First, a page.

The tipping point will happen this July with the recovery of Penang’s most significant early cultural landscape. It will coincide with the George Town World Heritage Day celebrations, when the construction hoarding comes down and the South Moat of Fort Cornwallis facing Light Street and the State Assembly building is unveiled, completing the historic connection with the North Seafront, the Queen Victoria Memorial Clock and Swettenham Pier—all reminiscent of 19th-century George Town. This is a sequel to the completion of the North Seawall undertaken earlier by the MBPP and a team of consultants, with special supervision and design undertaken by the AKTC team led by Francesco Siravo and Giovanni Santo, head of Think City’s Master Builder team.

Within a decade, the team has introduced materials and techniques for traditional building in the tropics—where humidity and heat are often high—utilising only locally produced materials to reduce the carbon footprint of their projects.

In the moat construction around Fort Cornwallis, necessity was the mother of invention. When lumbered with a contractor who had no track record in conserving historic structures, the master builder formulated a range of special premixed aggregates for lime mortar which was prepacked and delivered to the site. It reduced the complex design of the moat into the equivalent of “painting by numbers”. This directly paved the way for cultural conservation sustainability as a marketing concept to be introduced to a dwindling conservation contracting market. By closing the loop, a fresh conservation paradigm was invented.

The high-profile enhancement of the public realm with Fort Cornwallis as the centrepiece, hinging between the North and East Seafronts, will deepen what the OUV regards as the priceless and irreplaceable assets of the cultural and natural heritage.[2] Here, George Town continues as an exceptional example of a multi-cultural trading town in East and Southeast Asia, forged from the exchanges of Malay, Chinese and Indian cultures, and the colonial power of Britain for almost 230 years, with their imprints on the architecture and urban form, technology and monumental art. The fact that the public realm, by default, covers a greater area and distance, provides the recovery of its historical identity with a greater chance of success.

Positive action and promotion, together with the injection of funds from state and federal agencies to restore the dilapidated godowns on the East Seafront, will accelerate renewal. Without a doubt, this is one of the most concrete ways to safeguard the OUV of the site.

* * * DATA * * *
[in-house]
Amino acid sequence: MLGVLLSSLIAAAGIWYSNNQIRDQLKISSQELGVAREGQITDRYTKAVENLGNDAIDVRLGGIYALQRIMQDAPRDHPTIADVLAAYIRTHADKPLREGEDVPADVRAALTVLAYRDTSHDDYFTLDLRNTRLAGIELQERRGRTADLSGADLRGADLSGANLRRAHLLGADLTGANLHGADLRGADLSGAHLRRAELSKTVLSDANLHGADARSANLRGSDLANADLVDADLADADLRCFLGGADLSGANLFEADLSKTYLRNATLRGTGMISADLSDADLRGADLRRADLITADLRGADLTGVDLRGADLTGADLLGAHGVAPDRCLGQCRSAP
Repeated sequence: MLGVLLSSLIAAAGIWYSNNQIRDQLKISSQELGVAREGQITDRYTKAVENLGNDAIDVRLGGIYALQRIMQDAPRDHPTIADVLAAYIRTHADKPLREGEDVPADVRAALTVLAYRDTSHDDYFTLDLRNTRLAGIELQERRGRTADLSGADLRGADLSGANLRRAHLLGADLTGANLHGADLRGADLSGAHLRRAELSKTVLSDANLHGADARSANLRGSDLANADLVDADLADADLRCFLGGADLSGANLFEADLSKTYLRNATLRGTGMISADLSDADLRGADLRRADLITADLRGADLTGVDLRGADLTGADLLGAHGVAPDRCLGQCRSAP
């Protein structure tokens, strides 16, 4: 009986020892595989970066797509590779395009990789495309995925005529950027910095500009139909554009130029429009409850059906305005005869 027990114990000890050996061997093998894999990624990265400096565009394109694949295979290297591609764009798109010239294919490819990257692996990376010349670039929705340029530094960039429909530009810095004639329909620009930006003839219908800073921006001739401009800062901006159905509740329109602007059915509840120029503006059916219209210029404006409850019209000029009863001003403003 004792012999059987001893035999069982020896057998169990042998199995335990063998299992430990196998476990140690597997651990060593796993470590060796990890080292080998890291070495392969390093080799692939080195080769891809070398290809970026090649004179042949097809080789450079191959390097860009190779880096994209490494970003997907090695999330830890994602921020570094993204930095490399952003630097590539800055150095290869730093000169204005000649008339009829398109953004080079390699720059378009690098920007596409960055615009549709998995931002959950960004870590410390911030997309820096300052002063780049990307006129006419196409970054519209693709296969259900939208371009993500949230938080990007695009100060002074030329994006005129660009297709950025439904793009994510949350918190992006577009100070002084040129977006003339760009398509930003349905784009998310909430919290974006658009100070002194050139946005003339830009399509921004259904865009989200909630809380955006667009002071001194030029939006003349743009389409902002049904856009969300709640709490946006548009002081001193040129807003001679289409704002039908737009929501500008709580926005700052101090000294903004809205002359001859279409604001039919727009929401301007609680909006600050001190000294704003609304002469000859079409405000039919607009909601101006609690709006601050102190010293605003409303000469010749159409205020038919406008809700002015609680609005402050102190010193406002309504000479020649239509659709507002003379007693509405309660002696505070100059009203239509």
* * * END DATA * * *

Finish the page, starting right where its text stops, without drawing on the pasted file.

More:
The Esplanade seawall.

Elevating Heritage Management

The prestige that comes with a well-crafted enhancement of the public realm is the road to success. The ongoing Fort Cornwallis conservation project will transform an underwhelming site (which recently received international brickbats for being the second “Most Boring Tourist Attraction in Southeast Asia”)[3], into Penang’s major landmark.

If the state authorities and agencies earnestly wish to elevate heritage management to a higher plane, they have to look into the disparities between management and planning standards within the UNESCO World Heritage Site and the wider setting. On the one hand, inscription on the World Heritage List has brought innumerable praises to Penang on a regular basis throughout the last 16 years. On the other hand, it sacrifices its reputation as the first mover in conservation advocacy and good practice by approving physical mockeries of conservation within the wider setting. For instance, I consider the approval for an actual heritage building that now sits inside a high-rise building behind a glazed shopfront—totally disconnected from the world, tombed where it once stood proud and free—a grave misstep. How does placing a building in a hermetically sealed glass box send the right signal to future generations about why we are conserving our past?

In tandem with this imperative, the principle of sustainable use as defined in the UNESCO Operational Guidelines[4] should apply, specifically:

“World Heritage properties may sustain biological and cultural diversity and provide ecosystem services and other benefits, which may contribute to environmental and cultural sustainability. Properties may support a variety of ongoing and proposed uses that are ecologically and culturally sustainable and which may enhance the quality of life and wellbeing of communities concerned. The State Party and its partners must ensure their use is equitable and fully respects the Outstanding Universal Value of the property. For some properties, human use would not be appropriate. Legislation, policies and strategies affecting World Heritage properties should ensure the protection of the Outstanding Universal Value, support the wider conservation of natural and cultural heritage, and promote and encourage the effective, inclusive and equitable participation of the communities, indigenous peoples and other stakeholders concerned with the property as necessary conditions to its sustainable protection, conservation, management and presentation.”

The pathway to sustainable development has been set with the promotion of the UNESCO 2030 Sustainable Development Goals. In the realm of climate adaptation, Penang is first in line in Malaysia to be awarded USD10mil from the World Bank Adaptation Fund to mobilise the resources of the MBPP, the Department of Drainage and Irrigation and Think City to undertake climate adaptation programmes related to urban greening, stormwater management, social resilience and institutional capacity.